"The sooner you start saving, the more time your money has to grow."
This popular wisdom is the basis of one of the key pillars of finance: Having a dollar today is more valuable than having a dollar in one year, simply because I can invest the dollar today and earn interest on it. The purpose of this module is to understand the key issues surrounding this "Time Value of Money." We learn how to compute the future value of investments that we make today, and we see how to determine the present value of payments that we expect to receive in the future. Moreover, we look at important shortcuts in the valuation of simple investment projects such as perpetuities and annuities. While the module is rather technical, it provides indispensable skills that are relevant for virtually anything we do in finance.
How to determine whether an investment makes financial sense or not? This module introduces the most important investment decision criteria that try to answer this question. The basic idea is very simple: Investors like projects that make more money than they cost!
We start with the Net Present Value (NPV) rule, wich measures the difference between the present value of all cash inflows and the present value of all cash outflows that are associated with an investment decision. We show that managers who follow the NPV rule and accept only projects with positive NPV generally increase the financial value of the firm.
We also discuss other approaches to measure the difference between the costs and benefits of a project, in particular the Internal Rate of Return (IRR), which indicates which return an investor can expect by investing in a project, and Payback rule, which shows how long it takes for a project to return the invested capital. While both metrics have their justifications, NPV generally does a better job.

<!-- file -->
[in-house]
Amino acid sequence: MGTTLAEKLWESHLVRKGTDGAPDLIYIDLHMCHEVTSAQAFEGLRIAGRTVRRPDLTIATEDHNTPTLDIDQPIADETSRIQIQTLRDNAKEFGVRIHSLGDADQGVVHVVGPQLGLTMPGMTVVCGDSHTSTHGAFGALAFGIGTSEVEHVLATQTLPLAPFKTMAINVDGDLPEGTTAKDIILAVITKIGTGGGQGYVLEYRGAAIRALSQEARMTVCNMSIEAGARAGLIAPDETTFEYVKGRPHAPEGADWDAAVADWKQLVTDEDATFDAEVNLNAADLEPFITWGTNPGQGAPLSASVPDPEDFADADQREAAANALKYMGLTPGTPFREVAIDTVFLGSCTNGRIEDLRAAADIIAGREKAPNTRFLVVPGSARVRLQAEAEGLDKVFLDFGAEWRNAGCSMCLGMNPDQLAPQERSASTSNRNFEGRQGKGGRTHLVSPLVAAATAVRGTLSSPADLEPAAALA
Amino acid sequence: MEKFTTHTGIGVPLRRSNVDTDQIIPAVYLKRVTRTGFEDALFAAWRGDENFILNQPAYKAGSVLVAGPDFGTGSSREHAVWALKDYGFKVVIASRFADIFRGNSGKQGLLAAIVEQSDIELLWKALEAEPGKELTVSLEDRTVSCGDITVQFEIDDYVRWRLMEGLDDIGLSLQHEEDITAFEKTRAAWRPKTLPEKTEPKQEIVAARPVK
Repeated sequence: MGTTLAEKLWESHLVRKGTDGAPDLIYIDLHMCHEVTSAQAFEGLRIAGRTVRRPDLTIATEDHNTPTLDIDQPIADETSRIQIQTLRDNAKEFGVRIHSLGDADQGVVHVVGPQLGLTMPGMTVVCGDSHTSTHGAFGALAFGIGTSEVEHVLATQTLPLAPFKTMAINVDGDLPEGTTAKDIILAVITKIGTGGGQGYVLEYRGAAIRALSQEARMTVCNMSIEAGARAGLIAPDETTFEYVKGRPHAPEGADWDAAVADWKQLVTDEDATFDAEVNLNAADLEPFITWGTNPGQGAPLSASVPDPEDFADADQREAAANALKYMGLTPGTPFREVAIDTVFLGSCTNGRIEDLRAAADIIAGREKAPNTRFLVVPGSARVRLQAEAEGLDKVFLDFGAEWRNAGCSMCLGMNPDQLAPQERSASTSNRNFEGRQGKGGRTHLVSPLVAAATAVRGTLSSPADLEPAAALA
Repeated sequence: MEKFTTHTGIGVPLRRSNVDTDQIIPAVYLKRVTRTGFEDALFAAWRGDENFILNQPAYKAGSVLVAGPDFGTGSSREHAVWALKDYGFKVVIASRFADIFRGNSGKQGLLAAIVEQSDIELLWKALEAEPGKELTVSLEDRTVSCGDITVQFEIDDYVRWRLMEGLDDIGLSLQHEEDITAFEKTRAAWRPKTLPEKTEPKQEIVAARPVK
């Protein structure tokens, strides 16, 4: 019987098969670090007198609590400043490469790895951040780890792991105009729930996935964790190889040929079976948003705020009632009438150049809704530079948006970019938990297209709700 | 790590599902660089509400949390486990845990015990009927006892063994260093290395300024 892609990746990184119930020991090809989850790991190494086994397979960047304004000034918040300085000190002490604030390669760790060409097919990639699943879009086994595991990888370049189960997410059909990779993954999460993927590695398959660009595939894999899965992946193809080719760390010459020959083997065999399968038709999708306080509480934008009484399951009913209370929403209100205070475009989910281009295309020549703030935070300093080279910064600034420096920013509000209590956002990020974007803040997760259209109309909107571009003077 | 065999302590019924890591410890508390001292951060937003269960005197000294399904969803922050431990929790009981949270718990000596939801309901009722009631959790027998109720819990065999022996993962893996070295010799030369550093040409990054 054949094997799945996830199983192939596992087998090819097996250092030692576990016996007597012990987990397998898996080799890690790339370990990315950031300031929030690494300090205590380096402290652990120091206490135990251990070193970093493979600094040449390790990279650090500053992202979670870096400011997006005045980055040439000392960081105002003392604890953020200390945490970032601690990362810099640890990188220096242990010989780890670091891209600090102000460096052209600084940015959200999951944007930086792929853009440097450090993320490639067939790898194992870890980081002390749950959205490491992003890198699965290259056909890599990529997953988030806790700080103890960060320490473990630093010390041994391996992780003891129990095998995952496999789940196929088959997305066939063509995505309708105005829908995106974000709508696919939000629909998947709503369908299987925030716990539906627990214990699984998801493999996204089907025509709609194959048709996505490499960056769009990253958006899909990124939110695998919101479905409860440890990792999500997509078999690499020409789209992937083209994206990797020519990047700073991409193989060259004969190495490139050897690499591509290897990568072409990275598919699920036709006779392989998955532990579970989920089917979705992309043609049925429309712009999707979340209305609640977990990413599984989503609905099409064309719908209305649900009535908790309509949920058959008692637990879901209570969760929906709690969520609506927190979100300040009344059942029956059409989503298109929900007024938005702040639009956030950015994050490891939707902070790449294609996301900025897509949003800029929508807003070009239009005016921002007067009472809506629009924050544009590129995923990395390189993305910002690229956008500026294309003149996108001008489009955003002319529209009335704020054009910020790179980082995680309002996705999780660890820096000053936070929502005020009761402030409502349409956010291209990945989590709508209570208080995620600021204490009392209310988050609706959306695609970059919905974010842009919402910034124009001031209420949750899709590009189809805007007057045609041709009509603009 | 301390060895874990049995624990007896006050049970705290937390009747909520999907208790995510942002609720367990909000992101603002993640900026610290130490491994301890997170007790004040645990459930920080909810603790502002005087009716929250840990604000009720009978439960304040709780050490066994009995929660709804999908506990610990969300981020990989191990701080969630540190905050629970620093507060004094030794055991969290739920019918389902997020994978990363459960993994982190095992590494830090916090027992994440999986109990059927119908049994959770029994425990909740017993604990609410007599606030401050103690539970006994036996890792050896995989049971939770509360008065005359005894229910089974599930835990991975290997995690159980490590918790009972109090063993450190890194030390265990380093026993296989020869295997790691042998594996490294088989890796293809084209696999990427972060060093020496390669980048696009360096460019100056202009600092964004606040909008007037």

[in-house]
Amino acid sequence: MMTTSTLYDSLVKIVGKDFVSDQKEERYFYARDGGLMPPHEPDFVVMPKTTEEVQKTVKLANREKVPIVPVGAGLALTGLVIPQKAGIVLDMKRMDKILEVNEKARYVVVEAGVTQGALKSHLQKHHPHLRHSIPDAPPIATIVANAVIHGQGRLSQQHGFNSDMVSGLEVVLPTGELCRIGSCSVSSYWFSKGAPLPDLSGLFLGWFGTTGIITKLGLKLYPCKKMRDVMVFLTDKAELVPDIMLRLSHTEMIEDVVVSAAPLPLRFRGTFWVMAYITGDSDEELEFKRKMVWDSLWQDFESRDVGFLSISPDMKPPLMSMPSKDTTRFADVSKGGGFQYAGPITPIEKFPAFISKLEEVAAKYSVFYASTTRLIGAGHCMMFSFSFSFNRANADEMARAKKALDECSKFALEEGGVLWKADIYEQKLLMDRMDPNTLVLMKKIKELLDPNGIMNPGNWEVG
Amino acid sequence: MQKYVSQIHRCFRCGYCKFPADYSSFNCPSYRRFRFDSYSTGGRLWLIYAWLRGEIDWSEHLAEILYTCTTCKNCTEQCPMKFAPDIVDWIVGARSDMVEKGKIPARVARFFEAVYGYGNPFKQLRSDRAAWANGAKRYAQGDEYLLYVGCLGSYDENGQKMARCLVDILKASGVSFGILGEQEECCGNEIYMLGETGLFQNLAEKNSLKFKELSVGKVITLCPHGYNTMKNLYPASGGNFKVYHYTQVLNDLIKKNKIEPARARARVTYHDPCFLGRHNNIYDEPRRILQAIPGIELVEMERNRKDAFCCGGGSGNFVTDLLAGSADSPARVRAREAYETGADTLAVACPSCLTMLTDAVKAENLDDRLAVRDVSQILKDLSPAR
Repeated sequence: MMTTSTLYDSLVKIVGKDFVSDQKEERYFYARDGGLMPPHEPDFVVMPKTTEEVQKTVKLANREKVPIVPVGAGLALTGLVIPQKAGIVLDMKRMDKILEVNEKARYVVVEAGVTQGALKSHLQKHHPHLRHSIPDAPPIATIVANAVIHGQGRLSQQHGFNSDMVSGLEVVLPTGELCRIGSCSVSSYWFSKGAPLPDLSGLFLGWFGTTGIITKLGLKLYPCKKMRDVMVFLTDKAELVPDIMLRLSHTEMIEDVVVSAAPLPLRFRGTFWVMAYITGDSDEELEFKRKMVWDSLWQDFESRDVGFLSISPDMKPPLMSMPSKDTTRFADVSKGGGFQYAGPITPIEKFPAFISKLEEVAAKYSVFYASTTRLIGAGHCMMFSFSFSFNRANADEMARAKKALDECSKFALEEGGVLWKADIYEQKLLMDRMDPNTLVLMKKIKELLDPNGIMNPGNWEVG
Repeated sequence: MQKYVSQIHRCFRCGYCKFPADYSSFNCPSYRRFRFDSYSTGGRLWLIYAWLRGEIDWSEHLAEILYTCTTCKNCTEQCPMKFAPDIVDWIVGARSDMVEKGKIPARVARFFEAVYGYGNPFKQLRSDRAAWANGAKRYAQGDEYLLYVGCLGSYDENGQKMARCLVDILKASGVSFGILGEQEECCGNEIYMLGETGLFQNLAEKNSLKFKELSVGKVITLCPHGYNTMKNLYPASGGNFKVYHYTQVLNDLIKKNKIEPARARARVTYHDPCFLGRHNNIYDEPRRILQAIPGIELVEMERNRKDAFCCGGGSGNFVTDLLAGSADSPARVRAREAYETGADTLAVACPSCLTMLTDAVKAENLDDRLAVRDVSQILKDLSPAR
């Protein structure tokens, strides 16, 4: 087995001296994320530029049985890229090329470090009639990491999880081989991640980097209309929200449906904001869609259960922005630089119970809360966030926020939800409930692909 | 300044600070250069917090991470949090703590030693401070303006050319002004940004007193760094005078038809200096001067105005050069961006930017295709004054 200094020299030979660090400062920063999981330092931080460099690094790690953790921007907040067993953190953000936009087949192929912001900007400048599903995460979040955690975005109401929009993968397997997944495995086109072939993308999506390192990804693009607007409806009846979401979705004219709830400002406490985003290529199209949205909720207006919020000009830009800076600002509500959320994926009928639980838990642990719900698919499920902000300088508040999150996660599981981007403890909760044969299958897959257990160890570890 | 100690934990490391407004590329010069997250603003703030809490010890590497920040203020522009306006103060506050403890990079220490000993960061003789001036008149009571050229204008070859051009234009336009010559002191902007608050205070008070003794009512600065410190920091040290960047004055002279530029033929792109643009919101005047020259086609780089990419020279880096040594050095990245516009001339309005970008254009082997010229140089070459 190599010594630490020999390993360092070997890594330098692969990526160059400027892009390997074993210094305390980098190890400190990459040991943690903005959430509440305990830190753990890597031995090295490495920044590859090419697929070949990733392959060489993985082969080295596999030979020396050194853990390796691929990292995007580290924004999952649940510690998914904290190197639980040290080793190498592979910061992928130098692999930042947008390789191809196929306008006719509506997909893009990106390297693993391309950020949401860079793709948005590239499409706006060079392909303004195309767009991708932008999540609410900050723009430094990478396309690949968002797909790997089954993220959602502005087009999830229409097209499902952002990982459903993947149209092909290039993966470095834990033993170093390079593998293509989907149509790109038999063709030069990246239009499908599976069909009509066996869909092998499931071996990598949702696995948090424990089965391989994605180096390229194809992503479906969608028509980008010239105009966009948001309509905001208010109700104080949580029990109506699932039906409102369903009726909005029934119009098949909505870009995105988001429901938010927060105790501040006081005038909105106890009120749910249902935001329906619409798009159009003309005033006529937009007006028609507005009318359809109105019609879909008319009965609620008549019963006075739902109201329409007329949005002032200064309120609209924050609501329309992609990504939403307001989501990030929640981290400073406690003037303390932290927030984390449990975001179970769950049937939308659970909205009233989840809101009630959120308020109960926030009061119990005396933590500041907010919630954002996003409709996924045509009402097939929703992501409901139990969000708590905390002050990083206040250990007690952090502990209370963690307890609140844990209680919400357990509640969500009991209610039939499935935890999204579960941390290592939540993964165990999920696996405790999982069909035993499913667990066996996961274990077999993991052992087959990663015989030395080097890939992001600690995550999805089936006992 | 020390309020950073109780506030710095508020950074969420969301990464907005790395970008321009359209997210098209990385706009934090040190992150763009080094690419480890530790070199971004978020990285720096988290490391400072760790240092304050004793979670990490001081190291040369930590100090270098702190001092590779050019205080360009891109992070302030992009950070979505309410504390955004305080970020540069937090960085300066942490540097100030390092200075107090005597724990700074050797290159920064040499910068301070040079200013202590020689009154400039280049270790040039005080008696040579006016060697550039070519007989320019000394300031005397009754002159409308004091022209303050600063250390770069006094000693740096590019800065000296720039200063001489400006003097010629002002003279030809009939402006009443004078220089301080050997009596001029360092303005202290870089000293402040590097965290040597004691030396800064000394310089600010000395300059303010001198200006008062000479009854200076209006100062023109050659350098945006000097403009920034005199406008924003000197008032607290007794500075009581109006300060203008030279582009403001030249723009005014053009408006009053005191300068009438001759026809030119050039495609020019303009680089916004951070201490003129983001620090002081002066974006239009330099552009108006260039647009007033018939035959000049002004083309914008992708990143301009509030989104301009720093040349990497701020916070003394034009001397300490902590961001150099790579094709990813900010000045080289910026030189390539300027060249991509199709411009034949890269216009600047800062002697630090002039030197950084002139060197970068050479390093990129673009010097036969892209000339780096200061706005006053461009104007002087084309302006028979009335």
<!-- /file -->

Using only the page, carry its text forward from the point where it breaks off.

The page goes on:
In this module, we learn how to estimate project cash flows. The relevant cash flow is the so-called net cash flow (NCF), which indicates how much money a project is expected to generate for the providers of capital. The estimation of the relevant cash flows is arguably the most important step in any capital budgeting exercise.
The module first explains in detail what NCFs are and what basic rules we have to remember when estimating the NCFs of projects. In the process, we learn how to compute Incremental Net Cash Flows and we practice this knowledge with a number of examples and case studies. The module then shows how to make sure that we treat inflation in a consistent way. Finally, we discuss how to include important non-financial goals, such as environmental, social, and governance (ESG) factors into our considerations, using a so-called Adjusted Present Value (APV) approach.
The purpose of this module is to learn how to estimate risk-adjusted discount rates to value projects (or firms). It takes us on a journey with many important steps. First, we have to understand what "risk" actually means and how the relation between risk and return can be formulated. To find the necessary answers, the first major block of this module introduces the basic principles of portfolio theory. The second part of the module then shows how to use the insights from portfolio theory to derive discount rates. To this end, we present the Capital Asset Pricing Model (CAPM), which formalizes the relation between return and risk, and we show what practical steps are relevant to get to what we ultimately want: A discount rate to estimate project or firm value, the so called Weighted Average Cost of Capital (WACC).